In that case, near-term retirement savings and emergency funds should be held in low-risk applications such as certificates of deposit (CDs), money market accounts or one of the more aggressive, higher-yield online banks. Of course, you still may not keep up with inflation.

On the other hand, one popular strategy savers are flocking to is a fixed index annuity. These hybrid-type alternatives allow market-like returns while also providing safety, like a CD. They provide a kind of insurance for your money when things are bad, and also allow you to participate in some market-like gains. This allows you to keep a closer pace with inflation and enjoy the safety you are looking for.

Other savings, such as the down payment on a house or college tuition, can also be hurt by inflation. You can lose the purchasing power of the money saved if you are not receiving interest rates greater than inflation.

How does inflation affect the housing market?

In recent years, housing prices have been rising extraordinarily. Inflation has played a role in the process, but so has the lack of inventory to sell. During the pandemic, construction delays meant fewer houses were built. And many sellers held off through the peak of the pandemic and entered the market simultaneously.

Market pressures are favorable for you as a seller, as they bring you higher prices quickly. But they’re not helpful on the flip side of the transaction: as a buyer of a replacement property. However, if it is true that housing prices may be reaching a peak, this might be a good time to sell. And if you are not in a rush to buy, even better.

Inflation could play a role in lowering the market pressures. As the federal government raises the federal funds rate to manage inflation, banks will have to pay more for the money they borrow in order to lend. And, as mortgage rates rise, fewer people will be looking to buy.

Inflation can also affect you if you are simply planning to stay in your existing home. As you plan for your costs in retirement, inflation can ruin your budget by pushing up the amount you have to pay in ongoing expenses such as property taxes or required home repairs.

Is inflation good or bad for investments?

Investments come in two forms: debt and equity. We looked earlier at both sides of debt – as a borrower and a lender. We decided that being a borrower with fixed interest rates can be advantageous in inflationary times, but being a lender is likely not.

Owning fixed-income assets such as bonds and Treasury notes pays out the same dollar amount each year. The safety of such instruments is appealing, particularly if they are Treasury notes guaranteed by the U.S. government. However, if the return on an asset is lower than the inflation rate, you will be losing value with time.

Equities make much more sense. For one, inflation does not necessarily mean returns will be below average or negative. And you have the option of selecting sectors known historically to hold up well in inflationary environments. Equities may go up or down in the short term, but they provide the best chance of a real return in the long term that beats inflation.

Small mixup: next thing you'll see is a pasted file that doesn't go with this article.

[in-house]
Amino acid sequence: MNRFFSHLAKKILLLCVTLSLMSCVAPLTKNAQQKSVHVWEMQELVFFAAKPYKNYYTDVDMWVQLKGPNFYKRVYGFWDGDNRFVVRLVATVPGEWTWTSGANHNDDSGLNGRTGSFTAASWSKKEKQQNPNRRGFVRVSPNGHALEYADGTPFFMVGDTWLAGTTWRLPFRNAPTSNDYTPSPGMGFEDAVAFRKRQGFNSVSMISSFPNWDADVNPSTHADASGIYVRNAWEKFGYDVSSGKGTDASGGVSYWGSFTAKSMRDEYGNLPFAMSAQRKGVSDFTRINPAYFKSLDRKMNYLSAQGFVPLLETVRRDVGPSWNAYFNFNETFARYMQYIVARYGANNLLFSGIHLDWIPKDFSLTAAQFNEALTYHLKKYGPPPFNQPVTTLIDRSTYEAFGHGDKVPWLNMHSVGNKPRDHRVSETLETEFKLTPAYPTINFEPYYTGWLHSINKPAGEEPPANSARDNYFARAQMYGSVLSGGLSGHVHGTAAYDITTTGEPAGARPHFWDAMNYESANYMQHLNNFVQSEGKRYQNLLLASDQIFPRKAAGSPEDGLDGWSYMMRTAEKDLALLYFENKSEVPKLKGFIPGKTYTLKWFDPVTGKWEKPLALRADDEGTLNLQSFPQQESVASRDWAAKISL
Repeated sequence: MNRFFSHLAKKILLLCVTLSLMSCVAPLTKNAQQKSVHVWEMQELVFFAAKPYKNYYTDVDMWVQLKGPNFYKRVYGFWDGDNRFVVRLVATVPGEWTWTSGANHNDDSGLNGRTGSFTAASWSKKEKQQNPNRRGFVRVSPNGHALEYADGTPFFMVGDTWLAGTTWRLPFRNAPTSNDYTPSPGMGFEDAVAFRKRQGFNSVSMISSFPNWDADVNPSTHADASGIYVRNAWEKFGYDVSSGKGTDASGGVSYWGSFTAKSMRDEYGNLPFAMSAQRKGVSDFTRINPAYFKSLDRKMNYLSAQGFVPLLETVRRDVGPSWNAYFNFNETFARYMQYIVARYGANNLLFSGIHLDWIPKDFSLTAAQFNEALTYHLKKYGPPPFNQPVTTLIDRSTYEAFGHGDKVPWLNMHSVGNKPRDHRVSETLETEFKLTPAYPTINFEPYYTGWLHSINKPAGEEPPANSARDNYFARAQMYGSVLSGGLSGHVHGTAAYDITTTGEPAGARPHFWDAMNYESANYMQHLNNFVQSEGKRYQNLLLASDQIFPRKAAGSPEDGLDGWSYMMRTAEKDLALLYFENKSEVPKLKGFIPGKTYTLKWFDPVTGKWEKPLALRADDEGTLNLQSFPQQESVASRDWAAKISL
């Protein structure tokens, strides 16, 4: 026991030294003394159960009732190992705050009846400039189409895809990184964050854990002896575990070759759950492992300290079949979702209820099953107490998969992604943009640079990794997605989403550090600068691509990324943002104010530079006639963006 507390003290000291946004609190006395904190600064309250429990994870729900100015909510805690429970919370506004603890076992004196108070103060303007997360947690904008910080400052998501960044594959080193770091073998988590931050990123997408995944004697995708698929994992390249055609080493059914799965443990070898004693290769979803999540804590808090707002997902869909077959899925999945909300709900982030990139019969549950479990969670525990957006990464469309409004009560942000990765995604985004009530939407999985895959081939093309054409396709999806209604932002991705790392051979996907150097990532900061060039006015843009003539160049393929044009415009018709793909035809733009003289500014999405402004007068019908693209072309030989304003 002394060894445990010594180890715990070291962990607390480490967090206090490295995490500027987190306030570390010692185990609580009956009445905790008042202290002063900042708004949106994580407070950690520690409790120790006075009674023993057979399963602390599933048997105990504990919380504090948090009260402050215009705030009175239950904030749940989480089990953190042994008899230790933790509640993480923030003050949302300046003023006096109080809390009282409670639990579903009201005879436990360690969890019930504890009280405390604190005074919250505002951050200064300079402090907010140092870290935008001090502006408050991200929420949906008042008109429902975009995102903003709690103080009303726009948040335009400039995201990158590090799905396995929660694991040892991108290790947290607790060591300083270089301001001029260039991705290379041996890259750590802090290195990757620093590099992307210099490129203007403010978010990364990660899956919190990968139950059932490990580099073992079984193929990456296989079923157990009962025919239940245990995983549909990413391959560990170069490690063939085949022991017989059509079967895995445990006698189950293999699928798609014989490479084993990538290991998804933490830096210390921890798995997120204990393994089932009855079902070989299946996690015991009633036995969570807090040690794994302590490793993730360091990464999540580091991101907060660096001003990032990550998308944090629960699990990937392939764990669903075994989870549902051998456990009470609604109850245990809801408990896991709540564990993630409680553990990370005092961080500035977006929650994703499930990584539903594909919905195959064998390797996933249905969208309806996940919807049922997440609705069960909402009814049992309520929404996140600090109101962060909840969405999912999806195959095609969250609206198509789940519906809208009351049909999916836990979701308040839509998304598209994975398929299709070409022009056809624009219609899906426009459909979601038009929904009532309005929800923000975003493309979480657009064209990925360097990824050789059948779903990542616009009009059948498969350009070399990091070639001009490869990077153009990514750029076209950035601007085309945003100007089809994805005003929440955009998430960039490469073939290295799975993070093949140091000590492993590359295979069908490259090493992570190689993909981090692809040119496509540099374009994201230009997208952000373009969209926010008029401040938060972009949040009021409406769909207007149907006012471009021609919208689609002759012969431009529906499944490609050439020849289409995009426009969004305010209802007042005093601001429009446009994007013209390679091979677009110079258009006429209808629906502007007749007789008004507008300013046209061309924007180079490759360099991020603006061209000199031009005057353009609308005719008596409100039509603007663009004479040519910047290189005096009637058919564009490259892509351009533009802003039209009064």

There have been several studies conducted on a new alternative to bond investments. This alternative has been shown to produce market-like returns while still offering the same principal protection. They are also known for providing a stream of protected lifetime income. That is, an annual stream of income that you cannot outlive. Various income options are available including inflation protected income payments.

How vital is inflation in retirement planning?

Inflation is always part of the calculation whenever retirement plans are being developed. Not only is it an integral part of investment strategies during the pre-retirement phase, but it is also critical as you determine how resources will be spent over the 20 or 30 years of retirement.

Knowing what figure to use for inflation – and when – becomes the challenge. The Federal Reserve targets 2% inflation, which would have been a good guess these past few years. But the recent jump to 7.5% for January 2022 – if not factored in somehow – could do considerable damage over the long term. The goal is to fund your desired lifestyle and not compromise because of faulty assumptions.

That makes consideration of inflation a critical issue.

As stated, inflation always creates winners and losers. As an investor, fixed-rate debtor and sought-after wage earner, you can be a winner. As a saver, fixed-rate creditor and fixed-income earner, you can easily be a loser. But inflation goes beyond them to affect other aspects of your retirement plan. What about your pensions? How do they respond to inflation? And your insurances, such as for long-term care? Are benefits all fixed, or do they include inflation riders?

A well-designed retirement plan is complex, even before considering inflation. But the January 2022 CPI report of 7.5% year-over-year has been a powerful wakeup call that we are not beyond being affected by persistent, destructive inflation. So if ever there was a reason to ask an Alliance America financial professional for advice, this might be it.